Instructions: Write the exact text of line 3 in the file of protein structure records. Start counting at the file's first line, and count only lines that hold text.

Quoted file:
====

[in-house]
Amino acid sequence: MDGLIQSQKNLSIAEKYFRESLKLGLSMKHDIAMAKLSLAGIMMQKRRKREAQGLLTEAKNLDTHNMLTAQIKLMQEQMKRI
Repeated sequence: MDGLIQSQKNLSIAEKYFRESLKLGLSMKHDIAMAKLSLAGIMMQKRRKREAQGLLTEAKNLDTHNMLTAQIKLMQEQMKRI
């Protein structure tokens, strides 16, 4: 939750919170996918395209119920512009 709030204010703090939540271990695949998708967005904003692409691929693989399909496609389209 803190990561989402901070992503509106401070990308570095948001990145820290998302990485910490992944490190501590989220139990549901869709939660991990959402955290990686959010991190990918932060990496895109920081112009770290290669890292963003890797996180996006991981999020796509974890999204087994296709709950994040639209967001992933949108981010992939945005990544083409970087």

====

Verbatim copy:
Repeated sequence: MDGLIQSQKNLSIAEKYFRESLKLGLSMKHDIAMAKLSLAGIMMQKRRKREAQGLLTEAKNLDTHNMLTAQIKLMQEQMKRI